Thursday, July 17, 2008

Anatole explains his position in more depth

The real reason why bankers feel so gloomy

Continuing his it's-all-fine-really theme, Kaletsky says: "Consider the following: In the past few weeks, US industrial production, consumer spending and trade figures have all come in much stronger than expected." --- So he's relying on government statistics to tell the whole truth and not be revised downwards later in the year? Anatole can also explain the pessimism: "The main people suffering pay cuts and job losses in the present crisis are bankers, rather than industrial workers as in previous slowdowns. Not surprisingly, this gives financiers a jaundiced view of the world." --- Wrong, Anatole, it's not just bankers. It's housebuilders, estate agents, furniture companies, builders, travel agents, airlines, JCB, Reuters, Siemens, etc. Come pay a visit to the real world some time.

Posted by drewster @ 12:44 AM (1314 views)
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9 thoughts on “Anatole explains his position in more depth

  • I do however very much agree with Anatole on this paragraph:

    “Looking at the recent indicators, the clouds are now much darker over Britain and the eurozone than the US. For Britain, the outlook is arguably even worse than for the rest of Europe because its economy is so dependent on financial services and housing, the sectors suffering the biggest hits. Meanwhile, government spending, the only other sector of the British economy growing strongly until a year ago, is also bound to suffer a severe squeeze as the public finances go from bad to worse.”

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  • For months Anatole was saying there was nothing to worry about, and the credit crunch would soon be over.

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  • beartil2010 says:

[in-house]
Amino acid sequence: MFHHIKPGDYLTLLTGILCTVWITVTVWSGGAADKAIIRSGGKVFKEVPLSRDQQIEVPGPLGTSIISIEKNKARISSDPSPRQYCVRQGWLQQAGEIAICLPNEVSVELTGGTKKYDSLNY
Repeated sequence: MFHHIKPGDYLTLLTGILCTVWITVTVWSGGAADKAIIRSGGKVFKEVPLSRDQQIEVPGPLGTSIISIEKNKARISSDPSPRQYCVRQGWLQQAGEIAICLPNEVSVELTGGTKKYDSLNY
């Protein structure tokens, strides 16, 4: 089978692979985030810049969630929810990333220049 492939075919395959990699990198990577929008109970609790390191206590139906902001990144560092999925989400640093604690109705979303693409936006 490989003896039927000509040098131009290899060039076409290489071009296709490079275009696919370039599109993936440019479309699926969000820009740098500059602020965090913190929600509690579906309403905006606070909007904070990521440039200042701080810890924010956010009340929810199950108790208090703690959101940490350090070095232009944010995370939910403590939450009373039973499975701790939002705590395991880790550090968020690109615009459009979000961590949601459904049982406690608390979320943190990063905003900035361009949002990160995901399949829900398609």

seems he’s forgotten the one-off tax breaks give out by the us government to do exactly this – provide the us economy a shot in the arm. That will now dissipate, mortgage defaults are growing massively and consumer spending will dwindle. People have watched their stocks go down by 25% across the board and their house is worth 20% less than last year, and driving anywhere costs more. Unless they are all holding lots of gold or oil investments, spending is going down.

    ‘while in America the worst has probably passed.’

    Whatever

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  • last_days_of_disco says:

    “Gutt, serh gutt”, better brush up on my German. The fact is though, people who make real stuff are going to be laughing and I exclude house builders from this. Cars, roads, bridges, medical kit, electronics, books, food, fuel, things you need to live. And people with real skills: Engineers of all kinds, Doctors, Parameds of all kinds, etc, etc. Are going to find they are able to reclaim their rightful place in communities instead of being pushed out by Krusty and friends and bankers. That will be good. A bit more respect from all these geniuses who have looked down their noses at people who are *much* brighter and more productive than they are just because they bought a house 10 years ago. Sweet.